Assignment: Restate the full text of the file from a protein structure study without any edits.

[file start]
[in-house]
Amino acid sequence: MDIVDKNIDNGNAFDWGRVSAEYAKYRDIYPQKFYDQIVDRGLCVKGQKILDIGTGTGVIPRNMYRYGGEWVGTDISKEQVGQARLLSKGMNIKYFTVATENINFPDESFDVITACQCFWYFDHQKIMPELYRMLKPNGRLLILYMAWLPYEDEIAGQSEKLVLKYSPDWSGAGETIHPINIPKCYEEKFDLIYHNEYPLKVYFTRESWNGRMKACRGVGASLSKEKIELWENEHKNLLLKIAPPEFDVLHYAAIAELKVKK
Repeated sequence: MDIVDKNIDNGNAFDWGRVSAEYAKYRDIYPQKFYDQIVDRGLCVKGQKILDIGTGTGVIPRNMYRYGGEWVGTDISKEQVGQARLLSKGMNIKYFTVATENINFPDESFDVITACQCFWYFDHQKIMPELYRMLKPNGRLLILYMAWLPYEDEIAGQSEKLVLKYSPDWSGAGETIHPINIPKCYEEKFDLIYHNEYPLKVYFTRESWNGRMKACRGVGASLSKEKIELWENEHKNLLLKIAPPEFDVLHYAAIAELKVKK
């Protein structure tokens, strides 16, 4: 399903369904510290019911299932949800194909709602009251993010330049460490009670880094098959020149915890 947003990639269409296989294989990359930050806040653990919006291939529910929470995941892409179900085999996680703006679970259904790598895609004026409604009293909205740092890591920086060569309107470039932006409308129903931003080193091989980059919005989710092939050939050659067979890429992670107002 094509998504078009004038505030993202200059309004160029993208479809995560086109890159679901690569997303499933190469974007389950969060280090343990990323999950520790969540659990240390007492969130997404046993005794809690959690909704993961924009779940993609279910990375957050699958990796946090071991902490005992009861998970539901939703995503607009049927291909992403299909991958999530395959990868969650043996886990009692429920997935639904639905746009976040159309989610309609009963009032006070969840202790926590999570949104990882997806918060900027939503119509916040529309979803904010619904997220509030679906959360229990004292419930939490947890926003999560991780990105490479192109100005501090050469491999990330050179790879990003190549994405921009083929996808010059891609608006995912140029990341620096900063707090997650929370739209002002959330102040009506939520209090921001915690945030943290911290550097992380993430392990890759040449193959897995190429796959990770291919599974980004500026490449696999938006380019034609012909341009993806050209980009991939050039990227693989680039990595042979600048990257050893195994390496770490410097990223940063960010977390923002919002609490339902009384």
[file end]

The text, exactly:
[in-house]
Amino acid sequence: MDIVDKNIDNGNAFDWGRVSAEYAKYRDIYPQKFYDQIVDRGLCVKGQKILDIGTGTGVIPRNMYRYGGEWVGTDISKEQVGQARLLSKGMNIKYFTVATENINFPDESFDVITACQCFWYFDHQKIMPELYRMLKPNGRLLILYMAWLPYEDEIAGQSEKLVLKYSPDWSGAGETIHPINIPKCYEEKFDLIYHNEYPLKVYFTRESWNGRMKACRGVGASLSKEKIELWENEHKNLLLKIAPPEFDVLHYAAIAELKVKK
Repeated sequence: MDIVDKNIDNGNAFDWGRVSAEYAKYRDIYPQKFYDQIVDRGLCVKGQKILDIGTGTGVIPRNMYRYGGEWVGTDISKEQVGQARLLSKGMNIKYFTVATENINFPDESFDVITACQCFWYFDHQKIMPELYRMLKPNGRLLILYMAWLPYEDEIAGQSEKLVLKYSPDWSGAGETIHPINIPKCYEEKFDLIYHNEYPLKVYFTRESWNGRMKACRGVGASLSKEKIELWENEHKNLLLKIAPPEFDVLHYAAIAELKVKK
């Protein structure tokens, strides 16, 4: 399903369904510290019911299932949800194909709602009251993010330049460490009670880094098959020149915890 947003990639269409296989294989990359930050806040653990919006291939529910929470995941892409179900085999996680703006679970259904790598895609004026409604009293909205740092890591920086060569309107470039932006409308129903931003080193091989980059919005989710092939050939050659067979890429992670107002 094509998504078009004038505030993202200059309004160029993208479809995560086109890159679901690569997303499933190469974007389950969060280090343990990323999950520790969540659990240390007492969130997404046993005794809690959690909704993961924009779940993609279910990375957050699958990796946090071991902490005992009861998970539901939703995503607009049927291909992403299909991958999530395959990868969650043996886990009692429920997935639904639905746009976040159309989610309609009963009032006070969840202790926590999570949104990882997806918060900027939503119509916040529309979803904010619904997220509030679906959360229990004292419930939490947890926003999560991780990105490479192109100005501090050469491999990330050179790879990003190549994405921009083929996808010059891609608006995912140029990341620096900063707090997650929370739209002002959330102040009506939520209090921001915690945030943290911290550097992380993430392990890759040449193959897995190429796959990770291919599974980004500026490449696999938006380019034609012909341009993806050209980009991939050039990227693989680039990595042979600048990257050893195994390496770490410097990223940063960010977390923002919002609490339902009384």